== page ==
Next up for us was “The Elusive Jewishness of J. Robert Oppenheimer”. The author of the latest biography of Oppenheimer, Ray Monk, gave a most interesting talk, at least I thought so, if my wife didn’t. Monk argued that Oppenheimer was the descendant of German Jews, who emigrated out of disappointment with Germany and for even greater opportunity, which many of them achieved. They were prepared to assimilate, if that was the price demanded – but which America didn’t demand of them – and thus they were always seeking acceptance. The title of the biography is “Inside the Centre”, which Oppenheimer failed to achieve. Monk contrasted this with the attitudes of the East European Jews who flooded into the US (and, for the likes of Anne’s and my grandparents, into the UK), who were fleeing, in a very real sense, for their lives. The latter were looking for somewhere to openly practice their Judaism and only secondarily for an opportunity to “improve” themselves. Although they (and their children) did, with a vengeance do just that.
This leads on to Simon Schama’s The History of the Jews – a book and TV series later this year. He’s a descendant of of those Ashkenazi Jews from Eastern Europe I mentioned just now: unashamedly jewish, even if highly educated in the Enlightenment arts. He talks fast, is witty and leaves you wanting more. I certainly look forward to the television series.
Possibly the highlight of my week was getting to “Textline, not Bloodline”, Fania Oz-Salzburger’s presentation on her book “Jews and Words”, written with her father Amos Oz. The heart of their book can be summed up in one sentence, found on page one: “Ours is not a bloodline but a textline.” We are, they are saying, truly the people of the book. Indeed, without the book, we would not be a people. We would have vanished, like the lost 10 tribes. Our saving was the Babylonian exile and the realisation by Ezra, et al, that the doctrine had, in the absence of the Temple, to be written down. She also argued that through the Mishnah and the Talmud, we can see Rabbis and others arguing with each other over the centuries, without ever meeting, let alone living at the same time. Of course I bought the book, and had it signed. I also got to make a contribution. One person suggested that the ultra-orthodox would make things difficult for the continuation of a secular Israeli society. I was able to present the case of Ruth Calderon, Yesh Atid MK, making her maiden speech in the Knesset on a point from Talmud and having a Shas Rabbi, Speaker of the Knesset for the day, intervening to reinforce her point (for those unaware of this, see this report in Tablet Magazine for an online article on this event from the US Tablet paper). I understand from Oz-Salzburger that this event went viral on the net in Israel.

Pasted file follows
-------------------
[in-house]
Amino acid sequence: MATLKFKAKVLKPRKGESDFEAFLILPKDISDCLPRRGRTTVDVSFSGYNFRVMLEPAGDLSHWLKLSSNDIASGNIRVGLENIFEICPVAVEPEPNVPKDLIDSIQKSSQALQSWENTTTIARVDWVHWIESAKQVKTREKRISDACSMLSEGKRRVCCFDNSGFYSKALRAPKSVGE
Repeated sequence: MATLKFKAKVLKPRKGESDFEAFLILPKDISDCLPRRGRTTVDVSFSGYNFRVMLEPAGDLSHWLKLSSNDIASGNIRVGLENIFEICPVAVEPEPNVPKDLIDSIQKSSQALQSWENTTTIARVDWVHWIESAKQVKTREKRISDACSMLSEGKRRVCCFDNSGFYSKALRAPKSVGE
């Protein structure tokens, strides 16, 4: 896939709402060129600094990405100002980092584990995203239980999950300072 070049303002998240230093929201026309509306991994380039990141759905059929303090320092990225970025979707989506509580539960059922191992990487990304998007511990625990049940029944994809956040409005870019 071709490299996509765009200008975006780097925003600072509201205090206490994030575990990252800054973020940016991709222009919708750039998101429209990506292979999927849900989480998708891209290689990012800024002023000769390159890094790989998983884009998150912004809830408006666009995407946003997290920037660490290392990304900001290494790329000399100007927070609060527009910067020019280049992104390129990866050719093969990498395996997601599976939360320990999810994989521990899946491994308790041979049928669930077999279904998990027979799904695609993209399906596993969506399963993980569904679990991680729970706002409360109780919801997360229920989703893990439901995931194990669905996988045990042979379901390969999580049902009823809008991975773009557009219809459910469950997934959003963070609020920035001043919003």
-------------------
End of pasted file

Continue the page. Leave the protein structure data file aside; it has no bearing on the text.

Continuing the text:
I had hoped to get to hear Rachel Lichtenstein on Hatton Garden, but, sadly, we had to go to a shiva house. So, you’ll just have to take my word for it that she writes like a dream.
Finally, we got to the final session of the week: Thomas Heatherwick on “Making”. Heatherwick? What’s he doing at Jewish Book Week? Well, according to the Director of JBW, he has a Jewish mother, so that qualifies him. And makes him “a member of the Tribe”, of course. Maybe. Anyway, for those of you who were asleep last year, who is going to miss a chance to hear the guy who created the London 2012 Olympic cauldron? Except that he didn’t. Throughout his talk, he constantly referred to “us” and “we”: the design team at the workshop he created. It was a fascinating talk. Not only the Cauldron (which got a round of applause for the video he showed, but 4 other projects, including a redesign of the iconic London Transport bus, the Routemaster, which the likes of Anne will presumably know and love: an iconic London image. So of course we bought TWO copies of his book: one for us and one for a good friend to whose significant birthday we’re going in the summer, both, naturally, signed. And the friend is nowhere near retirement, so he’ll have lots of time to read this large, beautifully illustrated, book.